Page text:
Nov 14.

Stefan Molyneux


Zeitgeist Addendum: The Review

Stefan Molyneux from Freedomain Radio reviews the documentary ‘Zeistgeist: Addendum.’

Stefan Molynuex, is the host of Freedomain Radio (, the most popular philosophy site on the Internet, and a “Top 10” Finalist in the 2007-2010 Podcast Awards.
  • Though I completely agree with you about the numerous inaccuracies about, and conflations of, economic and political concepts in the movie, i think you have misunderstood the general point the movie is making. You keep saying the main issue over looked in the film is the difference between “voluntary” vs “violence”, claiming the only problem is the (criminal) state, because it interferes with the will of the people, the consumers. But what you forget is that consumers are often manipulated, and that they want what they are made to want. What the film maker is saying, is that the free market economy is problematic because humans can be manipulated or conditioned to want just about anything (see the first film: one family volunteered to be the first to be implanted with ID microchips). Their desires, and wills, their votes, their opinions are manufactured, just like the objects they are conditioned to desire. They are made to voluntarily choose, for example, Wallmart over a local shop, or to hate Arabs, or to sell their one year old car the latest model, because they are constantly manipulated by advertising, seduced by “entertainment”, not to mention coerced with false information and fear mongering. The vast majority of the voluntary population is kept stupid, misinformed, distracted, and uneducated.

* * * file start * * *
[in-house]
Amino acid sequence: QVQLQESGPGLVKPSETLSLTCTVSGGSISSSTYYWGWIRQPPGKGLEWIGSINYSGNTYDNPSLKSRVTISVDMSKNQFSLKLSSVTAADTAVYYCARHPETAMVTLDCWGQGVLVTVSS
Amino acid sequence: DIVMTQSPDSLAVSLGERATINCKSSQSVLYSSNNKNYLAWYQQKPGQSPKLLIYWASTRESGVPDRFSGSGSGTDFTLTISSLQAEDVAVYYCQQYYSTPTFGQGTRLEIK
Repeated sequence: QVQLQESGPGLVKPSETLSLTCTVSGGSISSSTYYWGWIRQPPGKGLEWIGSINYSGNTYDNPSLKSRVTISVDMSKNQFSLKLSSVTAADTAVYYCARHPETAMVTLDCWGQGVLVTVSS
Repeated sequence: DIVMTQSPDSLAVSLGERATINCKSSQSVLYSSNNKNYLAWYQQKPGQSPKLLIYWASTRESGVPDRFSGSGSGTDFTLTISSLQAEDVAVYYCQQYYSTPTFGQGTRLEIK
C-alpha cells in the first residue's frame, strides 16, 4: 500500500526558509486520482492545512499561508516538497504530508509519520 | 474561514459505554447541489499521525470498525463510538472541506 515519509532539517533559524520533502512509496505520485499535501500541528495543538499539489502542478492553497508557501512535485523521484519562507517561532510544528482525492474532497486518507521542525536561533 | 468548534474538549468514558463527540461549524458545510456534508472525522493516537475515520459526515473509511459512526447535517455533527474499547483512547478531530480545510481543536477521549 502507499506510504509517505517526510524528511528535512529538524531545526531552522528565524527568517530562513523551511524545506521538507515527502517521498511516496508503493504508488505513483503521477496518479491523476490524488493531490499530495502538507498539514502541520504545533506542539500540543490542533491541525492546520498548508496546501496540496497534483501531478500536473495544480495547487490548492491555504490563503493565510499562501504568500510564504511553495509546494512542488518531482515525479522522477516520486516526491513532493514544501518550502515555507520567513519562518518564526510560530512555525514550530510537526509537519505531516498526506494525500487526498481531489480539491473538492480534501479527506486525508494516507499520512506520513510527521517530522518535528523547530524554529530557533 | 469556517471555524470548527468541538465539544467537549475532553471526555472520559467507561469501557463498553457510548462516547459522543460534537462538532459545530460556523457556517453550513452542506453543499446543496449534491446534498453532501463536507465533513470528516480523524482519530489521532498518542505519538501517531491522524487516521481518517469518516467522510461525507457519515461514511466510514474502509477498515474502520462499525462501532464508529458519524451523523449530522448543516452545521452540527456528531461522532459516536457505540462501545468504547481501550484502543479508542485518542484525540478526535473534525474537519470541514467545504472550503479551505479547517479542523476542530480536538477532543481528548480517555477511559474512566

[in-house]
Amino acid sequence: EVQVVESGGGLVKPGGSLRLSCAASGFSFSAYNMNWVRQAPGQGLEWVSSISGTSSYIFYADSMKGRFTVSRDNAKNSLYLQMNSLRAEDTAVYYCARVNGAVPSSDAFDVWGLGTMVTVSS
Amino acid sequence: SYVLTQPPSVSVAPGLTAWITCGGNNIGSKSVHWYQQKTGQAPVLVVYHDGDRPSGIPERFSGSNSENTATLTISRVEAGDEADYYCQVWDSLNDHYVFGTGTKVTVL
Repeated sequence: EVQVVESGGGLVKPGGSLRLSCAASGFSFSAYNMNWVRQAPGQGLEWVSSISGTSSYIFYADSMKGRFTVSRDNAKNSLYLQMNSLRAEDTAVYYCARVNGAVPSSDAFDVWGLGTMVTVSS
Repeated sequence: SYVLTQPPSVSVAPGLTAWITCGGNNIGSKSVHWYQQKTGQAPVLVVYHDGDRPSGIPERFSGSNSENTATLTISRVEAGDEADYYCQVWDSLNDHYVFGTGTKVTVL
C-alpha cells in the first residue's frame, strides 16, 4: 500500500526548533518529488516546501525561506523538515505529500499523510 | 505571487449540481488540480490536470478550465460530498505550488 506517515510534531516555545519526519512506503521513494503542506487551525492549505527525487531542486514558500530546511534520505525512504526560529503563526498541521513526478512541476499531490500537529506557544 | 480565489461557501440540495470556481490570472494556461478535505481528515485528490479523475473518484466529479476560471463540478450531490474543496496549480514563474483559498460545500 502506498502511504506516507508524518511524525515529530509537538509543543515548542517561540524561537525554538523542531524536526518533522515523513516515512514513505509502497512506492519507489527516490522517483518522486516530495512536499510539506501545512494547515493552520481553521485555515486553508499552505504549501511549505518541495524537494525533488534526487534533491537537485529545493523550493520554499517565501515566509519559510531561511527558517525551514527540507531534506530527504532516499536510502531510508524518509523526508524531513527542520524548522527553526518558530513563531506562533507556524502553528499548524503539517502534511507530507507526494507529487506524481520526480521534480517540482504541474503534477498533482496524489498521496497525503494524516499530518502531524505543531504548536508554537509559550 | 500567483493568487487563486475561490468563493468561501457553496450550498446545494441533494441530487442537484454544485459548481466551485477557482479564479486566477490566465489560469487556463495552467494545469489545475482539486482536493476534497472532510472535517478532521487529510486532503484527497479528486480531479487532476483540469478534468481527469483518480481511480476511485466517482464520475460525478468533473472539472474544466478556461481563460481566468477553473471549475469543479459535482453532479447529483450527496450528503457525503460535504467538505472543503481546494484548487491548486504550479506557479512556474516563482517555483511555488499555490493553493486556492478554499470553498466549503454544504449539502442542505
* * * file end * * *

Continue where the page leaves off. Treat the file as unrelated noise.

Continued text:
Although quite awkwardly, naively and over-sensationally, what the film maker is attempting to say, I think, is that the state is not the only one holding the gun, as you claim. The gun is not only held by the state elite, nor even by the banks or corporate sector but is actually distributed throughout the population and the various institutions they participate in. This may seem to be a very radical statement, but it actually resonates with what many very wise scholars and writers have said about the the diffused nature of power relations (Foucault), the irrationality and manipulability of subconscious desires (Freud – Bernays), the manufacture of consent (Chomsky), the culture industry (the Frankfurt school), and this list goes on… Though I agree with you it is not money per se that is the problem, I think the film is right to point out this general logic of self preservation that pervades the world and that motivates people, at all levels of society, to be violent, to be stupid, to be selfish, to be short-sighted. Everyone is holding part of the gun. In the real world, there is no easy way to distinguish between voluntary and violence, there is no big blue circle and no small red circle, like in your graphic representation. Let me explain this by pointing out a logical error you make: when explaining what you mean by “voluntary”, you say, (I’m paraphrasing) “when you want a job you don’t kidnap the boss… when you want something you buy it, you don’t steal it… …when you go out on a date you don’t beat up the girl and bring her home, etc…” but these examples have little to do with the difference between voluntarism and violence. Think for a moment about what this means: voluntariness and violence are not mutually exclusive concepts. Whether someone buys an item or steals it, the person may do it voluntarily or not, and the person being stolen from may feel violated or not. One can be violent, either voluntarily or involuntarily, and of course, one can also be non-violent, either voluntarily or involuntarily. Ever heard of masochism? Some girls like it violent! And what about the slow violence of conditioning, through which people can be made to voluntarily accept what they would normally not accept? People in power no longer stay in power and increase their wealth simply by inflicting violence in a traditional way, but now work manufacture voluntariness, by manipulating and harnessing the irrational subconscious. We know people can be controlled, and brainwashed when they are constantly kept distracted, when they never have enough time to think, to pay attention, etc (see studies on shock therapy, Naomi Klein’s last book). You forgot to include these various bubbles in your diagram. You seem to claim that if the state was not criminal, or was not corrupt, that everything we desperately need to do would magically get done. Do you really think the state is the only problem, the only thing preventing the human species from overcoming war, famine, and general mediocrity? Perhaps you do not think these things are non-problems, but only effects of human nature. This is a huge topic for debate, but what is important is that the zeitgeist addendum film is trying to bring the debate down to that low level. I think this is good.